No holidays for the Sun!...

NOAA 3376 was a decaying sunspot group when new magnetic flux started to emerge from 24 July onwards. This resulted in numerous M-class flares before it rounded the northwest solar limb on 27 July. Interestingly, it produced its most impressive eruption a day later while it was well behind the solar limb. The M4.1 flare peaked at 15:58 UTC (GOES). The wide-field SUVI 304 images (GOES) underneath show the eruption in all its -extreme ultraviolet- glory. The next clip combines the eruption in EUV with white light coronagraphic imagery from SOHO/LASCO C2 displaying the related coronal mass ejection (CME). The CACTus tool reported a plane-of-the-sky speed for this CME near 500 km/s.


The eruption was also associated with a moderate solar radiation storm. The greater than 10 MeV proton flux reached a maximum of 154 pfu on 29 July at 09:20 UTC, as shown in the plot underneath (GOES). This is the second moderate radiation event of Solar Cycle 25, the first (and stronger) one being produced just 2 weeks ago (see this STCE newsitem). Some degradation of High Frequency (HF) communication over the polar caps might have occurred, and so an advisory was sent to civil aviation (PECASUS). As the fluxes of higher energetic protons remained very closely to background levels, no radiation advisory for civil aviation had to be issued.


Associated with the eruption was Type V and Type II radio emission as reported by NOAA/SWPC. Type II radio emission is produced by electrons accelerated by CME-driven shocks in the corona. Type V radio emission is the longer–duration low–frequency component that looks to be "attached" to (and possibly emerging from) the decay phase of the Type III burst ahead of it, and thus seems to be related to electron beams propagating along open magnetic field lines. More information and examples are at the STCE SWx Classification page. The Humain Radioastronomy Station, which will have its Open Doors on 9-10 September, was able to record the radio bursts between 15:40 and 16:00 UTC as can be seen to the right in the spectrogram underneath. The horizontal axis represents time increasing from left to the right and the vertical axis represents frequency (in MHz) decreasing upward to represent the decreasing density with increasing altitude in the solar atmosphere. The evolution of the solar soft-x-ray flux is displayed on top of the spectrogram.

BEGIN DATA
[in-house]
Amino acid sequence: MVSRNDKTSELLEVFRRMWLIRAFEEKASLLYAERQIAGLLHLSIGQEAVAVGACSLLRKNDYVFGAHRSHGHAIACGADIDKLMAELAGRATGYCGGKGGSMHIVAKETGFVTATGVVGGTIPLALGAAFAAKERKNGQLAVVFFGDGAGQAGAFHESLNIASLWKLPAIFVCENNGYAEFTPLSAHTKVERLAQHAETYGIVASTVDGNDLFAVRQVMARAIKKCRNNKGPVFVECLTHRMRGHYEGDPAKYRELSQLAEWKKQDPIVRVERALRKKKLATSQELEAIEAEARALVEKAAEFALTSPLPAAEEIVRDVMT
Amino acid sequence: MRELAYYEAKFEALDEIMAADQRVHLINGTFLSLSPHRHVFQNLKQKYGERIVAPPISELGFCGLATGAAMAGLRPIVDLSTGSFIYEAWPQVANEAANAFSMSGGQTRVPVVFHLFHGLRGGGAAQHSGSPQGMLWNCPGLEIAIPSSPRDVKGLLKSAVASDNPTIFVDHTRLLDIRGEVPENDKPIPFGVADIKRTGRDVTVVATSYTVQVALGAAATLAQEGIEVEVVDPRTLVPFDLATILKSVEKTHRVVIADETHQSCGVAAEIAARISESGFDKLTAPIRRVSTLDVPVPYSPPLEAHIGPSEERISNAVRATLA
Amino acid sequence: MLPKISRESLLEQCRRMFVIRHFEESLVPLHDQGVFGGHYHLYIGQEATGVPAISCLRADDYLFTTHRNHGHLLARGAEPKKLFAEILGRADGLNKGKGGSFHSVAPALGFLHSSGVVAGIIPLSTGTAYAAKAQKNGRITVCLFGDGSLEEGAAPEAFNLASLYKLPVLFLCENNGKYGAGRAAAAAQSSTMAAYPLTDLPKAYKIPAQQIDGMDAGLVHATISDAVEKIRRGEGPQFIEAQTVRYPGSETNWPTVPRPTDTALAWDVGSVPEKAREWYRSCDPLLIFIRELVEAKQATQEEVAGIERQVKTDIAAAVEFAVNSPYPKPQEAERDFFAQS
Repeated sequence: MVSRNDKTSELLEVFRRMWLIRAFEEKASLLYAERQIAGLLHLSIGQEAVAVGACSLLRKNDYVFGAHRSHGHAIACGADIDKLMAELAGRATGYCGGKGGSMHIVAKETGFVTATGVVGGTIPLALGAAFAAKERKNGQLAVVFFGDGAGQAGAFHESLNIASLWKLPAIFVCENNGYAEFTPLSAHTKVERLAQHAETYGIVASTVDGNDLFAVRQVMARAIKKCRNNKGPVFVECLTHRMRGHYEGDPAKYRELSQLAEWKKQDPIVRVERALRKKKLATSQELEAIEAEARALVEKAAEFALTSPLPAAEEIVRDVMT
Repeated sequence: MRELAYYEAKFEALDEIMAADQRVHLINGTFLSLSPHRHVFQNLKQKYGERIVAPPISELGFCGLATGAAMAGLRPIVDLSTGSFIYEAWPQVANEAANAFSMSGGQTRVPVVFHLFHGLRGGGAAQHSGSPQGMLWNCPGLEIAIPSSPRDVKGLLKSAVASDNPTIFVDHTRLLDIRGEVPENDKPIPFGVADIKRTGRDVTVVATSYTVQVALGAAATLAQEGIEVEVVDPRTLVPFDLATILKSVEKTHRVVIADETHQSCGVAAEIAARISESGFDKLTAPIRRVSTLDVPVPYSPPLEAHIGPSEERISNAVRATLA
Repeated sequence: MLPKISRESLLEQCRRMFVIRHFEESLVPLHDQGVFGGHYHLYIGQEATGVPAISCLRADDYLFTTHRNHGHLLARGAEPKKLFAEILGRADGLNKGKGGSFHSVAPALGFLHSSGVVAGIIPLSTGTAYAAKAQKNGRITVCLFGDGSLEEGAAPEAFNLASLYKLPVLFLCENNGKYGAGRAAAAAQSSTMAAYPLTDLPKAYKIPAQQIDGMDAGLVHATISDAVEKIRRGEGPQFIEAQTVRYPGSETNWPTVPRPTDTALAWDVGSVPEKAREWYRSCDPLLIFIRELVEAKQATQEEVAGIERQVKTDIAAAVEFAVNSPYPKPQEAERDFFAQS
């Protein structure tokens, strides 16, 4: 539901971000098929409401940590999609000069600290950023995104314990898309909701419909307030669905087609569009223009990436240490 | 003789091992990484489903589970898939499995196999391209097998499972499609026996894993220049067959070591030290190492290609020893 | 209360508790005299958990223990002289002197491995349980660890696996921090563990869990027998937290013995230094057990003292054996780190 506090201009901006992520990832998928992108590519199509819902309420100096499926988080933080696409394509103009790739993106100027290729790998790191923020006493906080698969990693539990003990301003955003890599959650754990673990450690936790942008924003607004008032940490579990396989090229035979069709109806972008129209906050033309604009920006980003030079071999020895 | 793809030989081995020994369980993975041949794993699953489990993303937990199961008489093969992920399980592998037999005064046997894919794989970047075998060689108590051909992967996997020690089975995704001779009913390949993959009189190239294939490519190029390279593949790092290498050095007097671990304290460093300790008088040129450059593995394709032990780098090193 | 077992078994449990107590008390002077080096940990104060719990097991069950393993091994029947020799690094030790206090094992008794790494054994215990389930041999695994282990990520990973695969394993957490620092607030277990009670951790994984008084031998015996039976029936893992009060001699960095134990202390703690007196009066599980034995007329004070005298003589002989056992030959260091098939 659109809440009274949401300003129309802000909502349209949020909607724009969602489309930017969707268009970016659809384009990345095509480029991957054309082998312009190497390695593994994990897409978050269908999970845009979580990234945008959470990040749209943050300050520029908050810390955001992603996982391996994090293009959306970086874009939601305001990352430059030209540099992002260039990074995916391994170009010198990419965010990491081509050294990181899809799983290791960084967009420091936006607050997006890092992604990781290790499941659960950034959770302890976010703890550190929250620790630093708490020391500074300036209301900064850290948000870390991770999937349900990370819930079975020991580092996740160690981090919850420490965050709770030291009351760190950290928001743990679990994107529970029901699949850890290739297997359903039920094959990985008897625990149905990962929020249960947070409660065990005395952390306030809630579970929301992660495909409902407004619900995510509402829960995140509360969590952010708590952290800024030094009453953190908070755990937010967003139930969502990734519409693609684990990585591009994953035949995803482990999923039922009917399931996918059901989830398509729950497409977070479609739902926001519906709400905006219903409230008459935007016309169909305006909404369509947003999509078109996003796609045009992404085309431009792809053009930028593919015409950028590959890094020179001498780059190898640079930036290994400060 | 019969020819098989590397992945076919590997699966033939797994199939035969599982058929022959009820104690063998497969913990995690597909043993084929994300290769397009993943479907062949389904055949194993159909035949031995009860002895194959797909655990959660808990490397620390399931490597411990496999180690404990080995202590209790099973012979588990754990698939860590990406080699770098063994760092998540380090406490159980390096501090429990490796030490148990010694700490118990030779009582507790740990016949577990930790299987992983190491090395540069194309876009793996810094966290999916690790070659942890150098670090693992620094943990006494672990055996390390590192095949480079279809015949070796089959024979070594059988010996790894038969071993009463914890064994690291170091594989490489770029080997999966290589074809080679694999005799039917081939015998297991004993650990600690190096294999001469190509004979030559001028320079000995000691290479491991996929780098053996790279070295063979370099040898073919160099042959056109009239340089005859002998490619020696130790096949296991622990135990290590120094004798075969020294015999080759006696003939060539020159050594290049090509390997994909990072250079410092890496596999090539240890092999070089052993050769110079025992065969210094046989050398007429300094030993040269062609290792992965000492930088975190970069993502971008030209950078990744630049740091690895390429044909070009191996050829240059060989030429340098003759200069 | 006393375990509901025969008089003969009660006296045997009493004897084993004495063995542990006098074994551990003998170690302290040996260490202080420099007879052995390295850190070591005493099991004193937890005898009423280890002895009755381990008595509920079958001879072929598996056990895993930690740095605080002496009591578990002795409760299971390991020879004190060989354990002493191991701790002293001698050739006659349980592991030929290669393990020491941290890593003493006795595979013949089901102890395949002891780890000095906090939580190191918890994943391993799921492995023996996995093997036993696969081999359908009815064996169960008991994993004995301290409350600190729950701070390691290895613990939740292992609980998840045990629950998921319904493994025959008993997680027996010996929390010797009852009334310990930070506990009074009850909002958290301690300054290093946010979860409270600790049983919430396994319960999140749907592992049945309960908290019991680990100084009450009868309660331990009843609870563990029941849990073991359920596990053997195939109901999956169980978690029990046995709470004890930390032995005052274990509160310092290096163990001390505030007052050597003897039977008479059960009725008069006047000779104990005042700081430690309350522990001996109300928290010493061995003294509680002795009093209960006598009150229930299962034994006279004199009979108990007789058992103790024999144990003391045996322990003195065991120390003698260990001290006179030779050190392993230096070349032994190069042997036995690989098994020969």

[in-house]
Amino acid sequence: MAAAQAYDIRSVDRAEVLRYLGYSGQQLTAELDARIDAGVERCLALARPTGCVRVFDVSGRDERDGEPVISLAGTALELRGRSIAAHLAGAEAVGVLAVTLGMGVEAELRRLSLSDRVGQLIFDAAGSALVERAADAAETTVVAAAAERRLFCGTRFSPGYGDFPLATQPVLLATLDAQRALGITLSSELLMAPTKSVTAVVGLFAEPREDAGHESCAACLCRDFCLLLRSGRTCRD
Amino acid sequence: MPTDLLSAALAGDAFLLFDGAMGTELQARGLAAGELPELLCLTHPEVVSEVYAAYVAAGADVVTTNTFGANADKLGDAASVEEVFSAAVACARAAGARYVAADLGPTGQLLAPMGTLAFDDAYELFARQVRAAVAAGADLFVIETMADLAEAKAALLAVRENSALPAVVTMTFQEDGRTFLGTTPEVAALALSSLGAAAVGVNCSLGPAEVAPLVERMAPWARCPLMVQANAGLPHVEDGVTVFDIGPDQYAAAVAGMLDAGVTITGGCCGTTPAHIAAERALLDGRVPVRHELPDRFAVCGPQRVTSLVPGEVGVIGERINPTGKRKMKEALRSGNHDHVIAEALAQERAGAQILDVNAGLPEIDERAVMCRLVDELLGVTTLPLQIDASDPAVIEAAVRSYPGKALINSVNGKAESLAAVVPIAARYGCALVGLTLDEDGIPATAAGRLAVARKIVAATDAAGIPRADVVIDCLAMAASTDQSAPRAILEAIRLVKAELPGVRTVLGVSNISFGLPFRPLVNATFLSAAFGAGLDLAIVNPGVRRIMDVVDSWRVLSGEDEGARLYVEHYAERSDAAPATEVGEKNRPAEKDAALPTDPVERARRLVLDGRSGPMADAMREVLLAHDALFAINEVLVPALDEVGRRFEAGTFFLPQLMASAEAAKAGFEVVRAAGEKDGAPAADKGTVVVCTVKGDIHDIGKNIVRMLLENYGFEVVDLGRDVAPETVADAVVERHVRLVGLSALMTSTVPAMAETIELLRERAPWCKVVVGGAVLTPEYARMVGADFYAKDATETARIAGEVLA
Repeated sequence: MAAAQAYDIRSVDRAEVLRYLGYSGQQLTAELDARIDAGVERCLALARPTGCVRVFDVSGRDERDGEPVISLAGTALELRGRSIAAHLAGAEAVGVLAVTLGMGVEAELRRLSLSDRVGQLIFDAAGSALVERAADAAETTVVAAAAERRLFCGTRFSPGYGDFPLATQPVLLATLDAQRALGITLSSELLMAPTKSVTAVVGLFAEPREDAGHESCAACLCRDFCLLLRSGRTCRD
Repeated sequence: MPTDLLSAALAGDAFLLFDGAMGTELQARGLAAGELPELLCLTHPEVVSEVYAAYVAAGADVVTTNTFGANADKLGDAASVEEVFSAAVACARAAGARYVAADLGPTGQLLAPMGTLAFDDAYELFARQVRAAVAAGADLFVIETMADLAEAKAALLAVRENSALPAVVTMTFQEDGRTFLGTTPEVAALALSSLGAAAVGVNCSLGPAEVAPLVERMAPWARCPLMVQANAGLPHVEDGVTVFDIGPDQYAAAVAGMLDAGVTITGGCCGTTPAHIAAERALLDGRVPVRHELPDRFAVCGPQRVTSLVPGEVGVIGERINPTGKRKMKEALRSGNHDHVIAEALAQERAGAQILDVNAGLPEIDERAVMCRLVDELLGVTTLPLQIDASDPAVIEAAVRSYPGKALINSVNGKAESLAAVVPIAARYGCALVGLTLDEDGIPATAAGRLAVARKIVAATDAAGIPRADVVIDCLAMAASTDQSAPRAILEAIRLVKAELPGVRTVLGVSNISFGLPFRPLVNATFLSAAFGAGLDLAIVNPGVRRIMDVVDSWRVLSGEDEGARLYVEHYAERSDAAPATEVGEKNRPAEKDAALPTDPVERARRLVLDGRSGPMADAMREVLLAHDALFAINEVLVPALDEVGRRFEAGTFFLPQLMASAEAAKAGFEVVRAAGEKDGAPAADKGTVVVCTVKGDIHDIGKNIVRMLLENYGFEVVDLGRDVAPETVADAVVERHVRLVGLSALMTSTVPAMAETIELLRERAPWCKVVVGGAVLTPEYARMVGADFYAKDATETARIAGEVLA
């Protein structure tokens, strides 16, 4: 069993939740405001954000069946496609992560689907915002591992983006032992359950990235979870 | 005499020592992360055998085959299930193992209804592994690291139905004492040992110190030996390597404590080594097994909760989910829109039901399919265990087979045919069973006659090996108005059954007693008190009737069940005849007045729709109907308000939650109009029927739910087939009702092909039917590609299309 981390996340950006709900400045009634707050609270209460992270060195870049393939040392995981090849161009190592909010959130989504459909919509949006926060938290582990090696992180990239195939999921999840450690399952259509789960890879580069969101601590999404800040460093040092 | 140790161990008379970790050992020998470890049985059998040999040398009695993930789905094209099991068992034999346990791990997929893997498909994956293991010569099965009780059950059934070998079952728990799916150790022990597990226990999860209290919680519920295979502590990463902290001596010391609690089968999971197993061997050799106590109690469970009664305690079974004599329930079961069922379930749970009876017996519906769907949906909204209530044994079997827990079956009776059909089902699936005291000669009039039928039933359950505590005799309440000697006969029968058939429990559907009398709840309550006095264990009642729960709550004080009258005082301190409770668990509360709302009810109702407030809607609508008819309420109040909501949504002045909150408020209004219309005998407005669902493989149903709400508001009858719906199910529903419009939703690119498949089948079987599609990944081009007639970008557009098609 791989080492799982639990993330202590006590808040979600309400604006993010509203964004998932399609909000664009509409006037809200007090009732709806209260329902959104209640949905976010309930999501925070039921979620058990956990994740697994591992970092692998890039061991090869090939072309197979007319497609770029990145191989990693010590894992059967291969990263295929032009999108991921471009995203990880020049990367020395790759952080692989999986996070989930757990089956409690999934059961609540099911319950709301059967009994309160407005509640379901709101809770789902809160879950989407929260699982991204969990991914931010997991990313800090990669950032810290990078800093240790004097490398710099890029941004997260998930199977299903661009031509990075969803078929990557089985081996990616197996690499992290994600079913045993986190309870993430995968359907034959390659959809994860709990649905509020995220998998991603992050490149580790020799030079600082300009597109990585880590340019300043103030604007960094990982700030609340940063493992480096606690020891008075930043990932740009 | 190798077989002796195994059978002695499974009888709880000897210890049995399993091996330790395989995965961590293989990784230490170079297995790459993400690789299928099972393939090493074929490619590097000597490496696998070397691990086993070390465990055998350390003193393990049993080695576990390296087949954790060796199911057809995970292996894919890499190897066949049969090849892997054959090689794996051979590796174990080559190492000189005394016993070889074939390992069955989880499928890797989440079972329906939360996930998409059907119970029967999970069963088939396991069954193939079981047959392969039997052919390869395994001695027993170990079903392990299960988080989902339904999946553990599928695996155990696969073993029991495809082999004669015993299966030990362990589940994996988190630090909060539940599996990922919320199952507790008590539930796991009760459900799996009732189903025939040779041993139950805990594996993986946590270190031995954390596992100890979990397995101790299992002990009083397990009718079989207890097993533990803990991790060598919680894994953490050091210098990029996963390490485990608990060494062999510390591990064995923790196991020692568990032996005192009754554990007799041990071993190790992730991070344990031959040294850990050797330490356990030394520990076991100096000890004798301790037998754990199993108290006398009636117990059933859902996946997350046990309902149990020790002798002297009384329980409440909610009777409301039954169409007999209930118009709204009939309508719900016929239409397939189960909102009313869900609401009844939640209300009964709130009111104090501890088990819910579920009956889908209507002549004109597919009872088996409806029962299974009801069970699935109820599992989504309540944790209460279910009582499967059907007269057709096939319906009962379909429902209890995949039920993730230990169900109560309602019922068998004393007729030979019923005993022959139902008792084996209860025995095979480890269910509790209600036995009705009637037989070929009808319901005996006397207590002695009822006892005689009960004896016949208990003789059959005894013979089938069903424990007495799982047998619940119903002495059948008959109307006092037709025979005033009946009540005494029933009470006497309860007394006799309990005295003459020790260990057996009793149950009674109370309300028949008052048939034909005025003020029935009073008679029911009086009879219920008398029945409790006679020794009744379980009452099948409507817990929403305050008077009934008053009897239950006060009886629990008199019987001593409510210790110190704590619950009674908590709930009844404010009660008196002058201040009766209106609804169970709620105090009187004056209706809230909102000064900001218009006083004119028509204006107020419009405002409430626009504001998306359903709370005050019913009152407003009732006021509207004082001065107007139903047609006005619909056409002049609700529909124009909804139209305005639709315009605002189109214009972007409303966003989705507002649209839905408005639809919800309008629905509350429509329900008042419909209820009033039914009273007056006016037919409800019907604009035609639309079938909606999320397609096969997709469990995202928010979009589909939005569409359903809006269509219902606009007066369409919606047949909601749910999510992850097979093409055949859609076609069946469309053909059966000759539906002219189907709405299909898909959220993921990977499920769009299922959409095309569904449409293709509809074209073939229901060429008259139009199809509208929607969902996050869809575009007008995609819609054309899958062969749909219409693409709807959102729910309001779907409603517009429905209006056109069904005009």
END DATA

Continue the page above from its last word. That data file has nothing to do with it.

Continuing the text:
Radio meteor observers from the BRAMS network use the signal from a dedicated beacon that was installed in September 2010 at the Geophysical Center of Dourbes (South of Belgium), and which is emitting at a frequency near 50 MHz. The receiver, many kilometers away, scans a narrow frequency range of about 200 Hz centered around this beacon frequency. Meteors will (usually) show up as short, thin vertical lines in this radio spectrogram, the reversed-s shaped lines are from passing airplanes. More info and an example can be found in this STCE newsitem. The radio spectrogram underneath covers the timeframe from 15:40 to 16:00 UTC on 28 July and is courtesy Felix Verbelen from the radio astronomy group of the Belgian Astronomical Association. The noise that is evident in this spectrogram is -in this case- mostly due to the Type V and Type II radio bursts associated with the M4 flare and which can also be seen in the Humain radio spectrogram (upper right corner). Radio noise at this frequency is a nuisance to radio meteor observers, as it masks the faint signatures of the meteors.




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